Great onboarding is much more than a quick first-day orientation. It includes steps that help the new hire feel welcome and prepared to succeed during their first days, weeks, and months.
Include these key steps:
- Team introductions
- Executive introductions
- Facilities tour
- New hire paperwork
- Policy and culture training
- Job training
- Frequent coaching and guidance from the employee’s manager
- Setting performance goals and working toward them
Pay special attention to the onboarding needs of remote workers, especially if they aren’t able to come into the office for onboarding activities. Their needs are essentially the same, but they will likely need a lot of online communication to orient them and help them get up to speed.
You’ll learn much more about onboarding in chapter four of this guide, “Onboarding and Offboarding.”
Help employees feel their best.
Invest in an employee wellness program to promote good health. A wellness program can help improve morale, reduce absenteeism, lower health risks, and build camaraderie as employees have fun getting fit. At the same time, it helps reduce employer healthcare costs and boost productivity—a win-win!
Different folks have different wellness needs and interests.
Here are a few ideas to get you started:
- On-site gym and fitness classes
- Team sports
- Yoga classes
- Group walks
- Healthy snacks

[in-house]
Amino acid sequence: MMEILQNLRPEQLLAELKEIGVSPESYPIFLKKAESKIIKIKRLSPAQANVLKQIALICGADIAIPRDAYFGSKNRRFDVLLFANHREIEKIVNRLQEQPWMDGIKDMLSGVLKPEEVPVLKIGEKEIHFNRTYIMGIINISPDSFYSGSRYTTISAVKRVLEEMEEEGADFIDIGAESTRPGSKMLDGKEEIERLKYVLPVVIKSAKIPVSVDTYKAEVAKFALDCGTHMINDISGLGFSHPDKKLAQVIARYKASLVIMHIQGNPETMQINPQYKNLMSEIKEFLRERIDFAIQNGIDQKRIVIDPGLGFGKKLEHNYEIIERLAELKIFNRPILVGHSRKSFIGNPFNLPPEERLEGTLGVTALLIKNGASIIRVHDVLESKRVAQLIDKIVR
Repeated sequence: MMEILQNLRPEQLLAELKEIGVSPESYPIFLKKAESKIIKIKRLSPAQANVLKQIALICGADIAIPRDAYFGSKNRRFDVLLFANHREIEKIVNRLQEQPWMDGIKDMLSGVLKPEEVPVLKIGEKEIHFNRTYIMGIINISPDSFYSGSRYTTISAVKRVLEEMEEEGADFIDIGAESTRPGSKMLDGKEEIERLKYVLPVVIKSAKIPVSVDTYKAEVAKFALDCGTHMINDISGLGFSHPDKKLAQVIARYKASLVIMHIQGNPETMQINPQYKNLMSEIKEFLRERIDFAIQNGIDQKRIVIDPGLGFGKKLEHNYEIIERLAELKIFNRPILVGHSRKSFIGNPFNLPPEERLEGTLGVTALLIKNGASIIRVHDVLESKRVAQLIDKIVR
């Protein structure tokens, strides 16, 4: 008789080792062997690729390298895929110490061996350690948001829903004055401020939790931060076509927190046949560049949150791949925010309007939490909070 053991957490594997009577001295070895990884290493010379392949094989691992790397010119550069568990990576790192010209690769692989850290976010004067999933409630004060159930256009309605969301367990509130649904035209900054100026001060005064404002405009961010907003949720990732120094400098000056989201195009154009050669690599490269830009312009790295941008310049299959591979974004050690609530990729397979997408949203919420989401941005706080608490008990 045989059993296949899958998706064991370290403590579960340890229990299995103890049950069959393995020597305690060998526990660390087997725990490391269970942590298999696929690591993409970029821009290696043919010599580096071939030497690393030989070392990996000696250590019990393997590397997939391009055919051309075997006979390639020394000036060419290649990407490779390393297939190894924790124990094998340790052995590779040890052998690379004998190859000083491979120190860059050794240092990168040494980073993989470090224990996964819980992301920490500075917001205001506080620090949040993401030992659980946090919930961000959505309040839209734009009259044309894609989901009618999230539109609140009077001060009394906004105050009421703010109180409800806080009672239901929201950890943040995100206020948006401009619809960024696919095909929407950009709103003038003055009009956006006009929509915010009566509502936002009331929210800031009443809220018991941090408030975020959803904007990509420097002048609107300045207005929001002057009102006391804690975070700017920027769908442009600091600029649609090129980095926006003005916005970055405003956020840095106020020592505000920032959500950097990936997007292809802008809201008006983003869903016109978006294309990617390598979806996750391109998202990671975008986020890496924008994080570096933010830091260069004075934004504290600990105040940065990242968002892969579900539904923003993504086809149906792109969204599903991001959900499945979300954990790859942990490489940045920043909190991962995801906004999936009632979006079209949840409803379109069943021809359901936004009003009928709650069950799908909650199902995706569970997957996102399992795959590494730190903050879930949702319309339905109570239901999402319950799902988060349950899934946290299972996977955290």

- Friendly fitness competitions with company-provided prizes
A well-rounded wellness program should also include an employee assistance program (EAP). An EAP can provide help for mental health issues like stress and depression, as well as other issues that may adversely affect an employee’s work performance and quality of life.
Better physical and mental health can help your people feel good about all areas of their life, including work—so an employee wellness program is an excellent way to help you improve employee experience.
Act on employee feedback.
Many organizations do a great job of asking employees for feedback, but then they drop the ball by not acting on the findings. That’s worse than not asking in the first place. Employees may conclude that no one really cares what they think and lose interest.
To keep employees engaged and provide a great employee experience, the best companies let workers know they’ve been heard by following up on their suggestions. They communicate transparently with their employees, announcing new initiatives with a specific action plan and timetable.
This doesn’t mean leaders should do everything employees suggest. If certain employee suggestions aren’t feasible, the company should explain why they made a different choice instead of saying nothing. They should also seek further input and involvement from their workers as solutions are implemented and refined. Great companies consistently keep employees apprised of the results of their feedback—and continue to ask for more feedback.
Many of the best ideas and most important course corrections result from employee feedback. Your workers want to be heard, and your company will be better for it.
Let surveys help you choose the right benefits.
Do you know how satisfied your employees are with their current benefits? Do you know which benefits they would like you to add or change? Employee benefits surveys can give you the answers, helping to improve employee experience while ensuring your benefits budget delivers the most bang for the buck. A simple annual questionnaire enables you to learn how employees rate your benefits and compare them to competitors’ offerings.